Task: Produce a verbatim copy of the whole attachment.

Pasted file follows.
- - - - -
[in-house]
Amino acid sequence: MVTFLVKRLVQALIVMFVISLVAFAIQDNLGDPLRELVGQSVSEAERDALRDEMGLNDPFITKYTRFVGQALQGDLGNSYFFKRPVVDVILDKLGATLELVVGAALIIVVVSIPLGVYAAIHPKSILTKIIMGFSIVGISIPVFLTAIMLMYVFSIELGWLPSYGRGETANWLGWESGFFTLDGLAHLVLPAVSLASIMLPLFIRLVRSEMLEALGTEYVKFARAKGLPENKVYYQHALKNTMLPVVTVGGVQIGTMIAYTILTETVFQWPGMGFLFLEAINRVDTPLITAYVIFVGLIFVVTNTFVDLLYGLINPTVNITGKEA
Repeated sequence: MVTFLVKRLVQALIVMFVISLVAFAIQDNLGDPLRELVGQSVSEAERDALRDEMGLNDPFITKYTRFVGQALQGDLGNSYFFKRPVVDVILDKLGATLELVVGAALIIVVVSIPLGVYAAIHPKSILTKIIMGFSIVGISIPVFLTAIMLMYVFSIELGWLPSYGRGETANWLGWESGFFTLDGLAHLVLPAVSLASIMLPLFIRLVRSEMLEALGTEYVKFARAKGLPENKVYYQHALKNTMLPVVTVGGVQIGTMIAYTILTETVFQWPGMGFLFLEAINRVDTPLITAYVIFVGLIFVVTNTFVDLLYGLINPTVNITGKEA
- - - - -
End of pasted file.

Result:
[in-house]
Amino acid sequence: MVTFLVKRLVQALIVMFVISLVAFAIQDNLGDPLRELVGQSVSEAERDALRDEMGLNDPFITKYTRFVGQALQGDLGNSYFFKRPVVDVILDKLGATLELVVGAALIIVVVSIPLGVYAAIHPKSILTKIIMGFSIVGISIPVFLTAIMLMYVFSIELGWLPSYGRGETANWLGWESGFFTLDGLAHLVLPAVSLASIMLPLFIRLVRSEMLEALGTEYVKFARAKGLPENKVYYQHALKNTMLPVVTVGGVQIGTMIAYTILTETVFQWPGMGFLFLEAINRVDTPLITAYVIFVGLIFVVTNTFVDLLYGLINPTVNITGKEA
Repeated sequence: MVTFLVKRLVQALIVMFVISLVAFAIQDNLGDPLRELVGQSVSEAERDALRDEMGLNDPFITKYTRFVGQALQGDLGNSYFFKRPVVDVILDKLGATLELVVGAALIIVVVSIPLGVYAAIHPKSILTKIIMGFSIVGISIPVFLTAIMLMYVFSIELGWLPSYGRGETANWLGWESGFFTLDGLAHLVLPAVSLASIMLPLFIRLVRSEMLEALGTEYVKFARAKGLPENKVYYQHALKNTMLPVVTVGGVQIGTMIAYTILTETVFQWPGMGFLFLEAINRVDTPLITAYVIFVGLIFVVTNTFVDLLYGLINPTVNITGKEA